Quarter Acre Blends Skillful Fare With A Side Of Whimsy | Dallas Observer

Quarter Acre Blends Skillful Fare With a Side of Whimsy

The vibe of Quarter Acre is straight out of New Zealand, and the skillful yet whimsical menu is a unique twist compared to some of Dallas' more formulaic restaurants.
Quarter Acre's menu is both classic and innovative in a casually sophisticated space.
Quarter Acre's menu is both classic and innovative in a casually sophisticated space. Alison McLean
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Toby Archibald tells a story about working at a Michelin-starred restaurant in London several years ago. His parents were making the trip from Archibald’s native New Zealand to visit London, so he made a reservation for them at his restaurant during their stay. He told them to pack some slightly nicer clothes. “Think beach wedding,” Archibald told them.

Once in London, however, his parents canceled the dinner Archibald had arranged. It wasn’t until a year or so later, when Archibald was back in New Zealand with his family, that he asked his mom why they didn’t come to his restaurant.

“She told me, 'Well, we didn’t want to embarrass you,'” Archibald said. He told his parents he only suggested apparel choices to make them feel comfortable among the other diners, but the point stuck with him.

“I had been trying to work at every amazing restaurant I could find,” Archibald recalls of his early career. “But if my parents don’t want to come to the restaurant I eventually open, then what’s the point?"
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The dining room at Quarter Acre is seaside come-as-you-are.
Alison McLean
Archibald’s 6-month-old Quarter Acre, which occupies the former Rapscallion space on Greenville Avenue, delivers on his goal of a restaurant with a come-as-you-are vibe. Archibald and his team transformed the small dining room into a soothing space of soft lighting and beige hues, punctuated with splashes of blue and green. And on the tightly edited menu, familiar and classic dishes are interspersed with playful interpretations that reflect Archibald's laid-back demeanor when it comes to food and service.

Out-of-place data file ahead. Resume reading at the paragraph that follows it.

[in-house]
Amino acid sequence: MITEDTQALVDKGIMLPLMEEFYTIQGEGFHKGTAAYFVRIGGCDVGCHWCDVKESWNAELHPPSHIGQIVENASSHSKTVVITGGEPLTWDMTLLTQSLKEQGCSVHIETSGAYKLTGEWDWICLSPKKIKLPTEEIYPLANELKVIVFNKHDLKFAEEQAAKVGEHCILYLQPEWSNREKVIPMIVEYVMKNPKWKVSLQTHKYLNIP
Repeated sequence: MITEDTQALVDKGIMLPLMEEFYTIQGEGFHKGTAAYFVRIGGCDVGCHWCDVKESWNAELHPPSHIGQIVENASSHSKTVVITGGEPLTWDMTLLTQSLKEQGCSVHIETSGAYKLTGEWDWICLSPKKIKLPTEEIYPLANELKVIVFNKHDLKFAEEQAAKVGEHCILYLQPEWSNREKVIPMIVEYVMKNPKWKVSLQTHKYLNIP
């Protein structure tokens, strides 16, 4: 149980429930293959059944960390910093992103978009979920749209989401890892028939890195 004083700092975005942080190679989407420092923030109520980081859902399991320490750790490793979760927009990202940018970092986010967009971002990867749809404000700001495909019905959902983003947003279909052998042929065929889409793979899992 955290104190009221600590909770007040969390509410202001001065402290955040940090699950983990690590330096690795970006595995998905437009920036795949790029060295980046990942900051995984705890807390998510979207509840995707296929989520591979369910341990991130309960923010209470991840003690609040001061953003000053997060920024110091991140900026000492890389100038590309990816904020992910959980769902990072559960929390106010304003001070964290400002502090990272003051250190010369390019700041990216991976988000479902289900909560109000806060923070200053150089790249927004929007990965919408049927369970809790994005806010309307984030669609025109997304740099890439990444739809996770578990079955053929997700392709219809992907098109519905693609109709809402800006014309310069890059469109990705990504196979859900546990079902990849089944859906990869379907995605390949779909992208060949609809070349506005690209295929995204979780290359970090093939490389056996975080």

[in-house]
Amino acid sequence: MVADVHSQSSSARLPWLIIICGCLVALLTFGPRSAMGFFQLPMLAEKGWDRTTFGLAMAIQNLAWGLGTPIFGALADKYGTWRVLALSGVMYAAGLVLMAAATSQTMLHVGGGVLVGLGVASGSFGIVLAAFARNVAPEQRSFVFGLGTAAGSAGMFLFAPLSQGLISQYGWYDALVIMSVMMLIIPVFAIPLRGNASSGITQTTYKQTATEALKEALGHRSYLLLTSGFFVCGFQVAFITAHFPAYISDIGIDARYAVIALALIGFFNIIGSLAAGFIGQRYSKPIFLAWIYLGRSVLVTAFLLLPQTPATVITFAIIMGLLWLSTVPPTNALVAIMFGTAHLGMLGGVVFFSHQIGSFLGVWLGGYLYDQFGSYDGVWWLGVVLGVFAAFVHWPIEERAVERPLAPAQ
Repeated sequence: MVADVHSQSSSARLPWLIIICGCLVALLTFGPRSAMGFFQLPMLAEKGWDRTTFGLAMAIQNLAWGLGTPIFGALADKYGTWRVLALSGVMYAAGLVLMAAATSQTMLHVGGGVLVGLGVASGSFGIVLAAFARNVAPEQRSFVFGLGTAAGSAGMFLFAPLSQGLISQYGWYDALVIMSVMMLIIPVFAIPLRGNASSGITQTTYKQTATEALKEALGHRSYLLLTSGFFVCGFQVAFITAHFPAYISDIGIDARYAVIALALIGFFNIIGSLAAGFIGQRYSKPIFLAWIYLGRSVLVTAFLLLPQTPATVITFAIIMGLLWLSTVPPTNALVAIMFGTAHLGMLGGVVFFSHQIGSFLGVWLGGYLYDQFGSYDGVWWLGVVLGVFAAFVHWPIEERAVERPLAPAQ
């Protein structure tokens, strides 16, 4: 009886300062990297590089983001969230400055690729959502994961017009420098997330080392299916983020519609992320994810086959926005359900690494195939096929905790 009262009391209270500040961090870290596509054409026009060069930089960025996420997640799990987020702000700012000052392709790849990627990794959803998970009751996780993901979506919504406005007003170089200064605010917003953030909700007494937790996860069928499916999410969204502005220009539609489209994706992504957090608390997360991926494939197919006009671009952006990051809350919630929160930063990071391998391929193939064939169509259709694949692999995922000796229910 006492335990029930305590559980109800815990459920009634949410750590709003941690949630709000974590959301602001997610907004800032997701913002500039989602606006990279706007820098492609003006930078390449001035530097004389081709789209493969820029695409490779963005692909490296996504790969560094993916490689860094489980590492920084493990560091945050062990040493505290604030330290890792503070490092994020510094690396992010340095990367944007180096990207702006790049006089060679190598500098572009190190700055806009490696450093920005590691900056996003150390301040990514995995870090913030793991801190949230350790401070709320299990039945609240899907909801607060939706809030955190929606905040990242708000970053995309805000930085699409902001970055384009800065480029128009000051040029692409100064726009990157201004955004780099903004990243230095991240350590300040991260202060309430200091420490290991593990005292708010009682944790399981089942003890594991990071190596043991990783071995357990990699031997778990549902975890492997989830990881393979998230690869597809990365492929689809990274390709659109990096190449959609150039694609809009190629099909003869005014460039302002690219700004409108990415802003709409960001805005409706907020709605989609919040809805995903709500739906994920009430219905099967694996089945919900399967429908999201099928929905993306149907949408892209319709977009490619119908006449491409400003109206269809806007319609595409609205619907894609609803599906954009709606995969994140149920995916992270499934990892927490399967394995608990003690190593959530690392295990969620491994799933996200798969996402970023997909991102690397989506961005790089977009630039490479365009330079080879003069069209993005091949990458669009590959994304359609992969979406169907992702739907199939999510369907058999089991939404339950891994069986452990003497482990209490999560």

Once diners are seated and have drinks in hand, Quarter Acre's servers ask that they make all of their appetizer, side and entrée decisions at once. Then the servers will handle the pacing of the courses. It's a process that's done with dexterity, and we never felt rushed to finish a course or sat idle before the next one. Every visit starts with a charred sourdough made from a 7-year-old starter that Archibald began when he lived in New Zealand. The bread is phenomenally tangy, and the charred bits and rich butter served alongside provide a brilliant contrast.
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Crispy pork belly over a light avocado whip.
Alison McLean
On our first visit, our choices slanted to the traditional. Quarter Acre has a quartet of snacks to start off a meal, similar to the one-hitters we recently had at El Carlos Elegante. It's a trend we hope to see more of, and new restaurants can study Quarter Acre's options for lessons in doing it right. A crisped pork belly bedded on a light avocado whip ($4) is a gem, the richness of avocado and pork balanced with a dash of lime acidity. The mushroom croquette ($4) is also worthy of your attention, with pickled enoki mushrooms serving as the foil to pecorino and goat cheese.

More playful is the compressed watermelon lollipop ($4) that appeared on the menu on our second visit. We ordered two, which arrived on skewers rising vertically from a rocks glass filled with pink salt. It's fun to look at, but much more entertaining to pop in your mouth. You'll be surprised that the deep red hue is actually a hibiscus foam that encapsulates the melon.